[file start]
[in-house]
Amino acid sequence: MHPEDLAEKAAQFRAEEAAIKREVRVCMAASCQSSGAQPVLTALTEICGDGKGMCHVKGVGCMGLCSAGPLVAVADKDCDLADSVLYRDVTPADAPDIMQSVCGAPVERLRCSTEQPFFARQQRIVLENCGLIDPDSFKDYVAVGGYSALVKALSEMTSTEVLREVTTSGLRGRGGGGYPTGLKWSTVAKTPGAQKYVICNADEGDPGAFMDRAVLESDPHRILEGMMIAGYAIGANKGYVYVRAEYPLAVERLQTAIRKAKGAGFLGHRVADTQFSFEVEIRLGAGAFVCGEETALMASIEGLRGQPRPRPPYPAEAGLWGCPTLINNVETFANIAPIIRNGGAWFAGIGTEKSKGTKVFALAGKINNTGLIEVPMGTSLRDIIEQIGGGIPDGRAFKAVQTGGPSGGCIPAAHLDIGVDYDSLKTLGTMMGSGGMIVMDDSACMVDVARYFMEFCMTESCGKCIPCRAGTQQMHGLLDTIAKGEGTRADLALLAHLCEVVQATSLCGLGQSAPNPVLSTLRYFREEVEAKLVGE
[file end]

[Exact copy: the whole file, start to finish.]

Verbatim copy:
[in-house]
Amino acid sequence: MHPEDLAEKAAQFRAEEAAIKREVRVCMAASCQSSGAQPVLTALTEICGDGKGMCHVKGVGCMGLCSAGPLVAVADKDCDLADSVLYRDVTPADAPDIMQSVCGAPVERLRCSTEQPFFARQQRIVLENCGLIDPDSFKDYVAVGGYSALVKALSEMTSTEVLREVTTSGLRGRGGGGYPTGLKWSTVAKTPGAQKYVICNADEGDPGAFMDRAVLESDPHRILEGMMIAGYAIGANKGYVYVRAEYPLAVERLQTAIRKAKGAGFLGHRVADTQFSFEVEIRLGAGAFVCGEETALMASIEGLRGQPRPRPPYPAEAGLWGCPTLINNVETFANIAPIIRNGGAWFAGIGTEKSKGTKVFALAGKINNTGLIEVPMGTSLRDIIEQIGGGIPDGRAFKAVQTGGPSGGCIPAAHLDIGVDYDSLKTLGTMMGSGGMIVMDDSACMVDVARYFMEFCMTESCGKCIPCRAGTQQMHGLLDTIAKGEGTRADLALLAHLCEVVQATSLCGLGQSAPNPVLSTLRYFREEVEAKLVGE